Print

UPSC-Bio4Energy Guest Lecture: Genetic engineering of lignin using a bacterial gene, Umeå, Sweden

Date: Thursday, September 24, 2015
Duration: All Day
Contact info: Edouard Pesquet, Bio4Energy Feedstock Platform/Umeå Plant Science Centre
Prof. Shinya Kajita (TUAT, Japan) will be coming to Umeå to give a seminar on his latest work strategies to modulate lignin in tree biomass on Thursday 24th September. His breakthrough strategy has been to use genes isolated from bacteria living off the lignin residues from pulp mill stream into poplar wood to modify in vivo the wood structure.

Bio4Energy researchers who would like to discuss with Prof. Kajita on Thursday 24th September should contact This email address is being protected from spambots. You need JavaScript enabled to view it. to set a meeting time.

Shinya Kajita

Graduate School of Bio-Applications and System Engineering, Tokyo University of Agriculture and Technology

Title of the seminar: Genetic engineering of lignin using a bacterial gene

Lignin is one of the major components of the plant cell wall. It is an aromatic polymer with different types of chemical linkage. The most abundant linkage unit in typical native dicot lignin is the β-aryl ether (β–O–4) unit, which accounts for over 50% of all units. The benzylic α-positions of β–O–4-units are usually hydroxy-substituted. The α-keto-β–O–4 units, with carbonyl groups at the benzylic positions, are also found in natural lignins at very low concentrations. These α-keto β–O–4 units can be cleaved under alkaline and/or oxidative conditions more easily and faster than the typical β–O–4-units with benzylic hydroxyl groups. Thus, increasing the abundance of α-keto-β–O–4 units as opposed to the typical α-hydroxy-β–O–4 units in the lignin backbone can contribute to a reduction in the cost and energy required for chemical pulping and biomass pretreatment processes in cellulosic ethanol production.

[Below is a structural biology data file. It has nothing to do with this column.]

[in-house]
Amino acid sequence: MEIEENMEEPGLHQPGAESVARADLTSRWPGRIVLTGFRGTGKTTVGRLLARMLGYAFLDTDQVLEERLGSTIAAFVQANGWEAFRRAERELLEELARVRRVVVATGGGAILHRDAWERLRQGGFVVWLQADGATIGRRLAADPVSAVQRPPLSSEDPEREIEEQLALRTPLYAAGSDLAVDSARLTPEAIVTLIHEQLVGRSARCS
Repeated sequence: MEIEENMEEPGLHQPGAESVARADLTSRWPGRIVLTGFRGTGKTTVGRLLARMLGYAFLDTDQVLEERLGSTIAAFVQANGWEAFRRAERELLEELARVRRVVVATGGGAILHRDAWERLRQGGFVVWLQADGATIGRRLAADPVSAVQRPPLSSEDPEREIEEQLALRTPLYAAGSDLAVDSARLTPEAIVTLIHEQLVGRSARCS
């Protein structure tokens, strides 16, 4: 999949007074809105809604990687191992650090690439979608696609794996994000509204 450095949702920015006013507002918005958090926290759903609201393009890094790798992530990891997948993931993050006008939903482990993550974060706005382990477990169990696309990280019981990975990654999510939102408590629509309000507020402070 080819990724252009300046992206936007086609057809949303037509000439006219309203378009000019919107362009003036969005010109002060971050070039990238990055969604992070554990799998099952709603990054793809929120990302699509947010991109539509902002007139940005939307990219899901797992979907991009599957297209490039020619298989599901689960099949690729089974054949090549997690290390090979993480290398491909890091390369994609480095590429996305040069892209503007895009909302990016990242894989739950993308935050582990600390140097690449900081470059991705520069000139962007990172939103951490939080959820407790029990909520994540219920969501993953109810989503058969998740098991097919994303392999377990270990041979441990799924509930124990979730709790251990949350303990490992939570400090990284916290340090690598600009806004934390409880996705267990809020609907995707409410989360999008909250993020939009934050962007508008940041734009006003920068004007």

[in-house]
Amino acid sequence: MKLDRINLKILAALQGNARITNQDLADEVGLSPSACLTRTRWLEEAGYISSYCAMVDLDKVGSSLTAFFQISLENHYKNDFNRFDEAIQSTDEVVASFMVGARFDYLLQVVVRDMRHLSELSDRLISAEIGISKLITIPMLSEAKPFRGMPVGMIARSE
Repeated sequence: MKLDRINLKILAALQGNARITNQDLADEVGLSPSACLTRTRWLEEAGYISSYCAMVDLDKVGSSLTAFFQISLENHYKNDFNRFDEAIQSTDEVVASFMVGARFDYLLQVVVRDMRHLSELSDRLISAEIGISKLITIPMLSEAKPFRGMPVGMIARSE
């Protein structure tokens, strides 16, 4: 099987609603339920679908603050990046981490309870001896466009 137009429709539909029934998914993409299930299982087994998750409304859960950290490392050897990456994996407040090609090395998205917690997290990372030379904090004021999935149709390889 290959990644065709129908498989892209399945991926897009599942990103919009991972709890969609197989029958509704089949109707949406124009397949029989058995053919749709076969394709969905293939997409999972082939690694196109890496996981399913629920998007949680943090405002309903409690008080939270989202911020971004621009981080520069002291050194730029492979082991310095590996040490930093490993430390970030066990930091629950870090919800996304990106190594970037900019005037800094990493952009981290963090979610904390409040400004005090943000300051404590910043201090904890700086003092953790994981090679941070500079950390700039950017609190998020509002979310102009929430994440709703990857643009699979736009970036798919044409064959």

Sphingobium sp. strain SYK-6 , a gram-negative bacterium, can utilize various monomeric and dimeric aromatic compounds that are intermediates in the lignin biosynthetic pathway, such as cinnamic acid, cinnamaldehyde, and β–O–4 dimers. In our previous studies, we isolated and characterized a lot of genes from the bacterium, which were involved in the degradation of these compounds. One of the genes, ligD, encodes Cα dehydrogenase, which catalyzes the first step in the cleavage of the ether bond of β–O–4 dimers. This enzyme oxidizes the alcohol group at benzyl position of the dimers and oligomers to the carbonyl group. Thus, in the present study, we introduced ligD into the plant genome and attempted to generate transgenic plants whose lignin can be easy to remove from the holocellulose fraction. Recombinant LigD , and transgenic Arabidopsis plants with ligD and their lignins have been characterized by chemical, biochemical, and genetic methods.

Reference: Tsuji et al. Plant Biotech J, 13, 821-832 (2015).